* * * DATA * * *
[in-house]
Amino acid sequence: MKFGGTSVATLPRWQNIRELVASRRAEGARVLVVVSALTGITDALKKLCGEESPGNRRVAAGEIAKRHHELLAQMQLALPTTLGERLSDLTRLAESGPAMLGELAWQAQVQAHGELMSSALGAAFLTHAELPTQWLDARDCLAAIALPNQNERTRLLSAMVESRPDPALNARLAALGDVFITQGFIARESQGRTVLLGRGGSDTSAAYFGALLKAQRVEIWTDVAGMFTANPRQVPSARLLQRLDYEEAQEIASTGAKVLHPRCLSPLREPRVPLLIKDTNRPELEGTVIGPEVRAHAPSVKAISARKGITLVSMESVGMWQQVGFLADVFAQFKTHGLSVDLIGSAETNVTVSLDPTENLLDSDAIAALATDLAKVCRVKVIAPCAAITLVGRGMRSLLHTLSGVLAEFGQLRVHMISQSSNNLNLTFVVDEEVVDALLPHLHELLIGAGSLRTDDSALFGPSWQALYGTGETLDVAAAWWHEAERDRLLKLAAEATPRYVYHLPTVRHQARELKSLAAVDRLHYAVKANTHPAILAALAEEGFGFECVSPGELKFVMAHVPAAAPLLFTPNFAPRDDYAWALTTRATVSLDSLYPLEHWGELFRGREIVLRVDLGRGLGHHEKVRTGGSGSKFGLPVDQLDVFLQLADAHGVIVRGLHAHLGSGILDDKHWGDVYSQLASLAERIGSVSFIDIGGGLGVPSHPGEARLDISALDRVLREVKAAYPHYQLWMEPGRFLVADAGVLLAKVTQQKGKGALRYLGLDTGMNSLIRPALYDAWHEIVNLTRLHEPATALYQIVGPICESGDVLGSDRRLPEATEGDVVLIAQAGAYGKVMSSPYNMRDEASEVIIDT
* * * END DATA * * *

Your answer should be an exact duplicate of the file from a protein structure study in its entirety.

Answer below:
[in-house]
Amino acid sequence: MKFGGTSVATLPRWQNIRELVASRRAEGARVLVVVSALTGITDALKKLCGEESPGNRRVAAGEIAKRHHELLAQMQLALPTTLGERLSDLTRLAESGPAMLGELAWQAQVQAHGELMSSALGAAFLTHAELPTQWLDARDCLAAIALPNQNERTRLLSAMVESRPDPALNARLAALGDVFITQGFIARESQGRTVLLGRGGSDTSAAYFGALLKAQRVEIWTDVAGMFTANPRQVPSARLLQRLDYEEAQEIASTGAKVLHPRCLSPLREPRVPLLIKDTNRPELEGTVIGPEVRAHAPSVKAISARKGITLVSMESVGMWQQVGFLADVFAQFKTHGLSVDLIGSAETNVTVSLDPTENLLDSDAIAALATDLAKVCRVKVIAPCAAITLVGRGMRSLLHTLSGVLAEFGQLRVHMISQSSNNLNLTFVVDEEVVDALLPHLHELLIGAGSLRTDDSALFGPSWQALYGTGETLDVAAAWWHEAERDRLLKLAAEATPRYVYHLPTVRHQARELKSLAAVDRLHYAVKANTHPAILAALAEEGFGFECVSPGELKFVMAHVPAAAPLLFTPNFAPRDDYAWALTTRATVSLDSLYPLEHWGELFRGREIVLRVDLGRGLGHHEKVRTGGSGSKFGLPVDQLDVFLQLADAHGVIVRGLHAHLGSGILDDKHWGDVYSQLASLAERIGSVSFIDIGGGLGVPSHPGEARLDISALDRVLREVKAAYPHYQLWMEPGRFLVADAGVLLAKVTQQKGKGALRYLGLDTGMNSLIRPALYDAWHEIVNLTRLHEPATALYQIVGPICESGDVLGSDRRLPEATEGDVVLIAQAGAYGKVMSSPYNMRDEASEVIIDT